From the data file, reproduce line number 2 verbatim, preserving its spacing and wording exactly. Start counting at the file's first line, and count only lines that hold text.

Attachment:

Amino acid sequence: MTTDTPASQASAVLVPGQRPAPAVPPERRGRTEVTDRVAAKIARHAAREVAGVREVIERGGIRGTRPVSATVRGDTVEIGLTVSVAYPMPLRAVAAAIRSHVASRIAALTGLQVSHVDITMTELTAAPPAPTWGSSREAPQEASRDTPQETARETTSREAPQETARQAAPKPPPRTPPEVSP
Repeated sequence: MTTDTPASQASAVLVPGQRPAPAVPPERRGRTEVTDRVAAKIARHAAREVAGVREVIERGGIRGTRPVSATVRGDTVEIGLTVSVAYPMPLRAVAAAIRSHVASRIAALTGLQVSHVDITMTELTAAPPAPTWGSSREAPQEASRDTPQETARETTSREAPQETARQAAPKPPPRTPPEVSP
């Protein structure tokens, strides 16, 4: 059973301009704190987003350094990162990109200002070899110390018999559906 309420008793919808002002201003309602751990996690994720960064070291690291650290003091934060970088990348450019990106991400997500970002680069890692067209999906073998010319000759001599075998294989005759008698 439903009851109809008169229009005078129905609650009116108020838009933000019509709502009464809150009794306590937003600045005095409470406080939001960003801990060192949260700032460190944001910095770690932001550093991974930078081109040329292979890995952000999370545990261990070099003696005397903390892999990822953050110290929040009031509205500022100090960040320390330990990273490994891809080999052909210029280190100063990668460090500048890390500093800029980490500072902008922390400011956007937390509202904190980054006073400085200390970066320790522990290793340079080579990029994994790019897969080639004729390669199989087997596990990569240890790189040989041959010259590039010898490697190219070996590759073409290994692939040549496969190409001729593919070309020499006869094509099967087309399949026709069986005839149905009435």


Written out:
Repeated sequence: MTTDTPASQASAVLVPGQRPAPAVPPERRGRTEVTDRVAAKIARHAAREVAGVREVIERGGIRGTRPVSATVRGDTVEIGLTVSVAYPMPLRAVAAAIRSHVASRIAALTGLQVSHVDITMTELTAAPPAPTWGSSREAPQEASRDTPQETARETTSREAPQETARQAAPKPPPRTPPEVSP